Employees at all levels of an organization regularly face conflict in the course of their work. A recent study commissioned by Consulting Psychologist Press (CPP) found that 85% of all employees at all levels experience conflict to some degree and that, on average, US employees spend 2.8 hours per week dealing with conflict, equating to approximately $359 billion in paid hours in 2008. Other studies have estimated that 30% of a typical manager’s time is spent dealing with conflict. These statistics illustrate the importance of possessing and using conflict management skills in the workplace.
Much of the time, employees can navigate through garden-variety conflicts on their own. Either the employees have had conflict management training, or have developed skills to resolve conflict through ‘the school of life’. There are times, however, when due to the difficulty or complexity of the issues involved, employees could benefit from 1-1 conflict coaching. Conflict coaching can help a party in conflict consider how to approach the conflict situation in terms of both process and approach and can be used both for assisted and unassisted negotiations. Conflict coaching can be especially useful when one or more of the parties are not open to mediation and the parties must still maintain an ongoing relationship.
Ways in which a conflict coach can assist include:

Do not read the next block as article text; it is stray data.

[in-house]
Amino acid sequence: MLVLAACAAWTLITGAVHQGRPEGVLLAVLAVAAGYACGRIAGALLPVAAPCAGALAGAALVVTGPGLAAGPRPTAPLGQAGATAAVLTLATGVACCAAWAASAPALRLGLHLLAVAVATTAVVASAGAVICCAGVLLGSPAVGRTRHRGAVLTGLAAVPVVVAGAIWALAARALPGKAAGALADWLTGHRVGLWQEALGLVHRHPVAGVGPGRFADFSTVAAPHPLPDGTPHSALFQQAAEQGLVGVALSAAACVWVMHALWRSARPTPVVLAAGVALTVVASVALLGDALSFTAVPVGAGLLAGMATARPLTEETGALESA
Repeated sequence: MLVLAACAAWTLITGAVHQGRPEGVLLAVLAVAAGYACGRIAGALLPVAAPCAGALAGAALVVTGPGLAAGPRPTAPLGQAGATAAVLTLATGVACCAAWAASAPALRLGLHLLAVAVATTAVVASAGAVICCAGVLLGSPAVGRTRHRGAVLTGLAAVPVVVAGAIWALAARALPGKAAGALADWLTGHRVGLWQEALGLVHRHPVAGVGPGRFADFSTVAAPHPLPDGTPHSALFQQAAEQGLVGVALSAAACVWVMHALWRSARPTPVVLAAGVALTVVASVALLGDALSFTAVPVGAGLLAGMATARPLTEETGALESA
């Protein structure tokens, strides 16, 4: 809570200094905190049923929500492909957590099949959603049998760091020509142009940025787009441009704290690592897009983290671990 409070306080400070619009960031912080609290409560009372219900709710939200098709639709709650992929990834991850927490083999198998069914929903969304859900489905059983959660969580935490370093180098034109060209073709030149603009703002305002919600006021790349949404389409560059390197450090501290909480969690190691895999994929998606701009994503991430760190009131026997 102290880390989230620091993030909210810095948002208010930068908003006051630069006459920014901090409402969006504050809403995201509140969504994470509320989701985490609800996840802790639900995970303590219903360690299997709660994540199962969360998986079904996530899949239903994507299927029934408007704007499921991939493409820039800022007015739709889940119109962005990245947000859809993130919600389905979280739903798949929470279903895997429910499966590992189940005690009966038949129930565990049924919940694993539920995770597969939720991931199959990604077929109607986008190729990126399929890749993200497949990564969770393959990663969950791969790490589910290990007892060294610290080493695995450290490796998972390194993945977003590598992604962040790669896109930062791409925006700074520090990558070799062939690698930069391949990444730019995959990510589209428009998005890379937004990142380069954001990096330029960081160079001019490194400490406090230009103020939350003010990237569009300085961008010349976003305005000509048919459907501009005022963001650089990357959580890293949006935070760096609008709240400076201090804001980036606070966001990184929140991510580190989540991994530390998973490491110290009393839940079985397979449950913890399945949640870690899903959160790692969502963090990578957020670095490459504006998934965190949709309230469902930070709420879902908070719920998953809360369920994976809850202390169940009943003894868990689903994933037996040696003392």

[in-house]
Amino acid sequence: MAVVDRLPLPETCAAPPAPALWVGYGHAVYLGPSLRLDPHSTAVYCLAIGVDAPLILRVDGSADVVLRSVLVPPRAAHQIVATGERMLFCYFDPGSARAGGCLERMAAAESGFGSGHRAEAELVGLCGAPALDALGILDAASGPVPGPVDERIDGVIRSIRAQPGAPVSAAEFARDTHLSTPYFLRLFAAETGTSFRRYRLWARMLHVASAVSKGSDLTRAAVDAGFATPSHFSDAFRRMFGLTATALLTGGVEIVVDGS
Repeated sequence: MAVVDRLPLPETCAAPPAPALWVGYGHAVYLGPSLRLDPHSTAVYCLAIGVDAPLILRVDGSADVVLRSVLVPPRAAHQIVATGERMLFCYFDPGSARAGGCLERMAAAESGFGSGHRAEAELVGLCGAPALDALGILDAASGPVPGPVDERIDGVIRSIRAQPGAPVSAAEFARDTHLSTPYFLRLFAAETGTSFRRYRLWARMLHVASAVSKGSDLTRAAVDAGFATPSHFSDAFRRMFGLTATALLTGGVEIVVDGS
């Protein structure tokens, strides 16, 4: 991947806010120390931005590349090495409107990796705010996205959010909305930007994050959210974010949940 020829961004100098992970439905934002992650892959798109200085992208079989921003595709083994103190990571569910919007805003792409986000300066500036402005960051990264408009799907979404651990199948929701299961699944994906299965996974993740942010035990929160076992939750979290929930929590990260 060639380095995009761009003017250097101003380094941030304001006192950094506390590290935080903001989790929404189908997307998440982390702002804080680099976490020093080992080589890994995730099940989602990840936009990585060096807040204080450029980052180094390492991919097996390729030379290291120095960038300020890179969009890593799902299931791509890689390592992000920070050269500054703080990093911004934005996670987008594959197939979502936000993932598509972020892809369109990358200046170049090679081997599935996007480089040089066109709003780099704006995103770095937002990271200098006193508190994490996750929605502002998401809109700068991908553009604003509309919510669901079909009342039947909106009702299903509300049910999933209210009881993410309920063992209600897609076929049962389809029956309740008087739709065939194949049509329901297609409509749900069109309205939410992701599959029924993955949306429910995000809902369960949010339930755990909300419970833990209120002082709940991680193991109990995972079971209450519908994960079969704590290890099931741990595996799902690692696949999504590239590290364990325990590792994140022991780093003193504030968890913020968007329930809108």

1. Help the client decide whether and how to approach a discussion with the other party to the conflict.
2. Help the client prepare for the discussion logistically and psychologically.
3. Help the client to view the issue and problem from multiple perspectives.
4. Help the client define options for resolution of the conflict situation.
5. Help the client formulate the words that will be used to convey the message.
6. Role play with the client to enable the client to practice his/her approach.
It is important to emphasize that the coach’s role is to support the client in the manner most helpful to the client as defined by the client. The client is empowered to bring forth his or her best self to the conflict situation. The coach remains on the sideline as a helpful resource.
See also the following article: Conflict Coaching: A Powerful ADR Tool
Please contact Robin Amadei at 303-604-1960 or RAmadei@aol.com to find out more about conflict coaching.